90 days from today is Wed, 21 July 2021
25 November 2020
A pay rise for police officers is to be "paused" next year the Chancellor has told the House of Commons today.
"I cannot justify an across the board pay increase for all public sector workers," Rishi Sunak said.
Doctors and nurses to still get a pay rise. Those in the public sector earning under £24,000 will still get pay rise of at least £250 he tells Parliament.
Mr Sunak did tell MPs that “pay progressions and promotions will carry on” in the public sector which should refer to police officers who receive/are scheduled to receive incremental rises.
Andy Berry, Chairman of Devon and Cornwall Police Federation, said: “Officers across Devon & Cornwall are rightly frustrated and disappointed that Rishi Sunak has taken the easy option to freeze public sector pay, particularly after a year that has been like none other.
“My members absolutely understand the impact that the pandemic has had on many families but this should not be a race to the bottom.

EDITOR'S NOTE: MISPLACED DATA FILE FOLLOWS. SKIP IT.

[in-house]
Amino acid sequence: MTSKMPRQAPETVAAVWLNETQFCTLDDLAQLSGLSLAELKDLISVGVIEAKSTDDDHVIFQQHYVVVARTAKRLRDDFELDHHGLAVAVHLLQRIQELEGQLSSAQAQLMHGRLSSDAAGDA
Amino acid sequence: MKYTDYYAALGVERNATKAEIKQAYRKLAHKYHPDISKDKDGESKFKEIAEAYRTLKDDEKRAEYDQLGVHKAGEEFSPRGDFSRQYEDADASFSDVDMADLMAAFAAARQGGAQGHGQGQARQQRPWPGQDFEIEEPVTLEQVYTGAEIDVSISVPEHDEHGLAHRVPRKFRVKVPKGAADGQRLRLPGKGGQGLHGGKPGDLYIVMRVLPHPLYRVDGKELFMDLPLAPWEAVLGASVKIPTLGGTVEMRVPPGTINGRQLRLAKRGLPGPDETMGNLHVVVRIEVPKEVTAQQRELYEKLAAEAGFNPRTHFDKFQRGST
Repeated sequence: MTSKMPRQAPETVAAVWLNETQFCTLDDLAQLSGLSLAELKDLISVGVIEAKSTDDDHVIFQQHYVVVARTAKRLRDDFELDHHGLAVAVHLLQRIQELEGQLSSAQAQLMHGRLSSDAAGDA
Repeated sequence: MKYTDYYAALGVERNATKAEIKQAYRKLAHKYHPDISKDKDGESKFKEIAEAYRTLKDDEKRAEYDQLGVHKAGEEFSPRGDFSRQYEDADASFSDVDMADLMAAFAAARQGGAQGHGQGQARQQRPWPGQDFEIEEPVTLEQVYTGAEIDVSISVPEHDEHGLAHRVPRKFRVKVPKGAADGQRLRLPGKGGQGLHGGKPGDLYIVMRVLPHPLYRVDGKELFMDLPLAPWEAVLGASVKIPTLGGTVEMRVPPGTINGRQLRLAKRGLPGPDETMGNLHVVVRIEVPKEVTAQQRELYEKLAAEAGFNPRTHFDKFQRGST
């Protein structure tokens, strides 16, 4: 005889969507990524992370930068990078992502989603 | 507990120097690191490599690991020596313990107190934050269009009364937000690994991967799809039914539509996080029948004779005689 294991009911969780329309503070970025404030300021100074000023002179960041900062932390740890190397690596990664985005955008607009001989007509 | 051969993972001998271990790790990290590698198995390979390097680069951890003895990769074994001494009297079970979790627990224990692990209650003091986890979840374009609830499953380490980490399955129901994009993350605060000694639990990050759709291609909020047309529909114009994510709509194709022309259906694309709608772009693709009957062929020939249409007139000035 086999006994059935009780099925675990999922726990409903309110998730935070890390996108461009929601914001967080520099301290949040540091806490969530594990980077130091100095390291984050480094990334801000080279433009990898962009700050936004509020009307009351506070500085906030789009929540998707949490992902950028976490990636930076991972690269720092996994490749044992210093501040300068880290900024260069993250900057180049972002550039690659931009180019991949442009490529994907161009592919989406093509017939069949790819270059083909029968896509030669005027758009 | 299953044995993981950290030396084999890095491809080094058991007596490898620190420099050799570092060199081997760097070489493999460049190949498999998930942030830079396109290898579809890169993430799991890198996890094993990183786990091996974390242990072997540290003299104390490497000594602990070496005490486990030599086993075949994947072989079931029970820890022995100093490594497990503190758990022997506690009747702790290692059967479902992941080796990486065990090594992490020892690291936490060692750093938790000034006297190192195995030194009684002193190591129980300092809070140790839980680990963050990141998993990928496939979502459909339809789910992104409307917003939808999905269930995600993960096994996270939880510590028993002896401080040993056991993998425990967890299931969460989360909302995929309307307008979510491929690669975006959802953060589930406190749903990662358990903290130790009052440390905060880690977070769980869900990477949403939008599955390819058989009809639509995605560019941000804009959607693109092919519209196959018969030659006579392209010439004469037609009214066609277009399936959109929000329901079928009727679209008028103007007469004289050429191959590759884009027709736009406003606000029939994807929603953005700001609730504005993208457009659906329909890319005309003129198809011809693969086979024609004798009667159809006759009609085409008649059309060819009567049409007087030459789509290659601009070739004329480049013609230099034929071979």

“We are also very disappointed that the Chancellor has decided to play to the gallery by not restricting the pay of the NHS, obviously fearing a public backlash. This politics of divide and rule is deeply cynical and unworthy.
“Despite their disappointment and frustration officers across the counties of Devon and Cornwall will continue to work hard every day to continue to make our counties some of the safest places to live in the Country.”
Parliament heard how £400+ million will be provided to recruit 6,000 police officers Mr Sunak added. "Well on track to recruit 20,000."
Shadow Chancellor Anneliese Dodds referenced how hollow the Chancellor "clapping for carers" during the first lock down now was.
She added: “Firefighters, police officers and teachers will know their spending power is going down… many key workers who took on so much responsibility during this crisis are now being forced to tighten their belts.”
She compared this to the “bonanza” for private companies who have won PPE contracts from the Government this year.